We kicked off The Storytelling Non-Profit Virtual Conference this morning and what a way to get the week started! Over 400 people attended the two sessions this morning to learn about the basics of storytelling and how to work better with your Board on fundraising.
I taught Storytelling 101: What Your Non-Profit Needs to Know to Become a Storytelling Non-Profit. Here are the slides from the presentation.
Highlights and Key Takeaways
> We all know that storytelling is a great tool. We want to be telling more stories. But we haven’t managed get to a place of successful implementation (yet).
> A story is a narrative account of something that has happened. This doesn’t necessarily have to be a person’s story, nor do we have to tell things chronologically.
> Storytelling is how we naturally communicate in our daily lives so good news. . . you are already a storyteller!
> It’s important to distinguish facts versus stories.
> Don’t just tell a story for the sake of telling a story. Storytelling is a means to an end. Have a goal and a message in mind first.
> The more you understand the audience, the more frequently you’ll be able to tell stories that resonate with them.
> Focus on 1 or 2 key emotions that you want your audience to feel.
> End with a strong call to action!
A Few Resources I Mentioned
Free Wheelchair Mission – Friday Stories
Engineers Without Borders – Annual Failure Report
South Hill Community – Inside Stories
Canadian Women’s Foundation – Annual Report
FAQs from the Session
How can you tell stories if you provide an anonymous service?
Your non-profit doesn’t just have to tell client stories. There are many others that you can share that will be just as inspiring to donors and the broader community. For instance, if you have a dedicated team of volunteers or a few passionate Board members their stories and tales from the field can be just as interesting to donors. Ultimately, people are interested at getting an “inside look” at your organization so volunteers and Board members fit the bill.
If you do collect a client’s story, but they wish to be anonymous you can always change their name. I would recommend being transparent with donors and telling them that you’ve changed the name, too.
Would it be unethical to pair a stock photo with a real story and change the name to protect a client?
The short answer – this is not unethical in the least.
In fact, I would argue that as organizations we are obligated to do what is in the best interest of our clients. Especially if we are asking them to be involved as an ambassador for our organization in the community. If you want to change the name, just be straightforward with your donors and let them know. More importantly make it clear to them that you are doing your duty as an organization to treat everyone well. Same goes for photos. Just let people know that due to the nature of your work you are unable to take photographs.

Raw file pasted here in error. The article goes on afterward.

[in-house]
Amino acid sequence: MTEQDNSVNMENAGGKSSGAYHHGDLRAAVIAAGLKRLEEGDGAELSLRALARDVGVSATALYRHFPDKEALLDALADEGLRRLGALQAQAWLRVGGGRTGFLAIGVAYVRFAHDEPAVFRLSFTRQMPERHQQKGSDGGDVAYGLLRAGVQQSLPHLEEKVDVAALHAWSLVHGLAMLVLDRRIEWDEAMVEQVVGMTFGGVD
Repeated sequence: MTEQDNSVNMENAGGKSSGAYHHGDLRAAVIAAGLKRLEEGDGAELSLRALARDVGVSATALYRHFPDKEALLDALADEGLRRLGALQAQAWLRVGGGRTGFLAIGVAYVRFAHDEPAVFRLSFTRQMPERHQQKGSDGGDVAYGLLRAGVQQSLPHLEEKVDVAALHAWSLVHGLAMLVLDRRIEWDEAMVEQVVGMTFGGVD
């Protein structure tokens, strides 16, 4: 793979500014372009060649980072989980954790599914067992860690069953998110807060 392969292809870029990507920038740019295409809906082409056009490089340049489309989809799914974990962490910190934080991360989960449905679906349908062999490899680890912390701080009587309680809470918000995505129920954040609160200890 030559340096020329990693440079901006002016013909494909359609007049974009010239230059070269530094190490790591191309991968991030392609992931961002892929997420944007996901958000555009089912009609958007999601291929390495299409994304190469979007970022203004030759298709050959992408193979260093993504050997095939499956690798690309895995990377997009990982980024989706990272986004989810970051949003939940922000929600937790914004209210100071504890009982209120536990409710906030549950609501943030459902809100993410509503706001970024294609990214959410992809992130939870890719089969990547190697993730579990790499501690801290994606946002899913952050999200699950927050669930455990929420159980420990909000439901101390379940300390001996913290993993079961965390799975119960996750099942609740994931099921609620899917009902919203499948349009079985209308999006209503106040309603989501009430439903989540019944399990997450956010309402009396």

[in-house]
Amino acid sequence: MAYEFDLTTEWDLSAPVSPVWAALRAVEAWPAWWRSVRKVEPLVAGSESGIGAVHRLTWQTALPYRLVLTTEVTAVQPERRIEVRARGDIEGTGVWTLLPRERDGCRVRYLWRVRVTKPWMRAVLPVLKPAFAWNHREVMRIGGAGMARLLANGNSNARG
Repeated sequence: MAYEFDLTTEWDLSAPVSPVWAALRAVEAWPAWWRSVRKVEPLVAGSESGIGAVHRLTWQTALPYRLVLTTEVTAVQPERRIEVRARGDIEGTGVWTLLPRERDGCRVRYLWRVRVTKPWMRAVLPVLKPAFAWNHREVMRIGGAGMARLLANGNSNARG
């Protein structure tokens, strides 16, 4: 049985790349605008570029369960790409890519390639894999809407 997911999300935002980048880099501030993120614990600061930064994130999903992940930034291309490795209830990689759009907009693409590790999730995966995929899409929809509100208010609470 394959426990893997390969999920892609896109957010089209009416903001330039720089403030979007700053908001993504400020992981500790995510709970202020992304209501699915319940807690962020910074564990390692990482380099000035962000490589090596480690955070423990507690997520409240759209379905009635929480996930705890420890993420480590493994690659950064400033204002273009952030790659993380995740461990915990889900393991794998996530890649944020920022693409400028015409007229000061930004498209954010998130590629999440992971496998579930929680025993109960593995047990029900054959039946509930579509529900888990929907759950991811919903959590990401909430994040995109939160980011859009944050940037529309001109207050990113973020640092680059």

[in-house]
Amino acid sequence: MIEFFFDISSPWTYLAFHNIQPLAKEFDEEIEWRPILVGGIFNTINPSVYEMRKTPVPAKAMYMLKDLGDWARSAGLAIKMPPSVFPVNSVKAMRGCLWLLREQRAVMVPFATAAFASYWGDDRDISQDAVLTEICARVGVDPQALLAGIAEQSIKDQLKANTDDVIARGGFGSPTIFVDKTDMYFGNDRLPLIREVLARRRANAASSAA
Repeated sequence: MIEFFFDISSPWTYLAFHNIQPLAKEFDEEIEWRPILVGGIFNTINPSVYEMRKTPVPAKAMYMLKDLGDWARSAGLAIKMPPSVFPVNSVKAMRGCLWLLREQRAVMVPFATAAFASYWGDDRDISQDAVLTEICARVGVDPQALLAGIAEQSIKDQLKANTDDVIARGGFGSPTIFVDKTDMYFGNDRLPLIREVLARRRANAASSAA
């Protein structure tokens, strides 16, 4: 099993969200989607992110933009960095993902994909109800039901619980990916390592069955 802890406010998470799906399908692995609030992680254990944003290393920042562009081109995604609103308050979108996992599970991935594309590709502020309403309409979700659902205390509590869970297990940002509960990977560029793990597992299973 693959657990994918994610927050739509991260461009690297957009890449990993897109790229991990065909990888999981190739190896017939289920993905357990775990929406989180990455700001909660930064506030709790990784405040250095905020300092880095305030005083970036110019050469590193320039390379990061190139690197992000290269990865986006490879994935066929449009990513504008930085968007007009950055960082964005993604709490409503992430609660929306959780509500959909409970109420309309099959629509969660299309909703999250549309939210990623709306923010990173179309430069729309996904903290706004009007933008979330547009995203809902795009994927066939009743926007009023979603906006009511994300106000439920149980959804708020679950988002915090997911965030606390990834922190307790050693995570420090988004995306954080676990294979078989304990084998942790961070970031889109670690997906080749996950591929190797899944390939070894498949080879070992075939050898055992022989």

How do you tell a story that sounds genuine (for major donors) rather than the mass market?
It’s no secret that many major donors like to feel special and important through their giving. Any why shouldn’t they? They are making a wonderful philanthropic investment in your organization’s work and they should feel good about that choice. If you are thinking about telling them a story prior to the ask, think about sharing a client story that doesn’t yet have a happy ending. Show them exactly how they can make a difference in the life of one or more individual. After they have made a gift, see if it’s possible for them to meet one or two people who have benefited from the gift. Again, it’s all about finding those opportunities to tangibly connect donors with their impact.
How do you select a story when you have so many different programs?
This is truly a great problem to have! It means that you’ll never be short of content to share with donors. In terms of selection, I would recommend planning 6 or 12 months at a time. Think about what appeals you might be sending out or what communications arcs you are planning. Then select the stories that best complement your other efforts. You can also make your selection based on what your donors most enjoy hearing.
You can even create a story editorial calendar.
How often should you be sharing stories with donors?
Unfortunately, there is not rule of thumb that I can reference to answer this question. I would venture to say that there is no such thing as too many stories, but I know that there are limits!
The answer to this question lies in your fundraising and communications calendar. What are you sending out to donors and how often? Then think about creating a healthy mix of different types of communications so that it doesn’t feel repetitive or stale to donors. This is where you can add in stories.
When is it okay to tell a story about an organizational challenge leading to a switch in mission? (ie a failure)
It would be totally unreasonable to us to expect that there will never be bumps in the road on the way to realizing our vision and mission. In fact, it’s even a good thing when we run into these challenges because there’s a good chance that we will find better ways of doing our work.
In terms of communicating this to donors, I think using a story is a very smart strategy. Plus, if you take ownership of it, it means that you have control over how other hear the information (PR 101). An annual report is a good place to include this kind of story.
As someone who is not in the trenches, how can I work with programs staff to collect stories?
Focus on creating a culture of storytelling. I really believe that we have to tell each other stories first before we can successfully tell stories to others.
Do you have question about storytelling? Please leave a comment below and I’d be happy to answer it!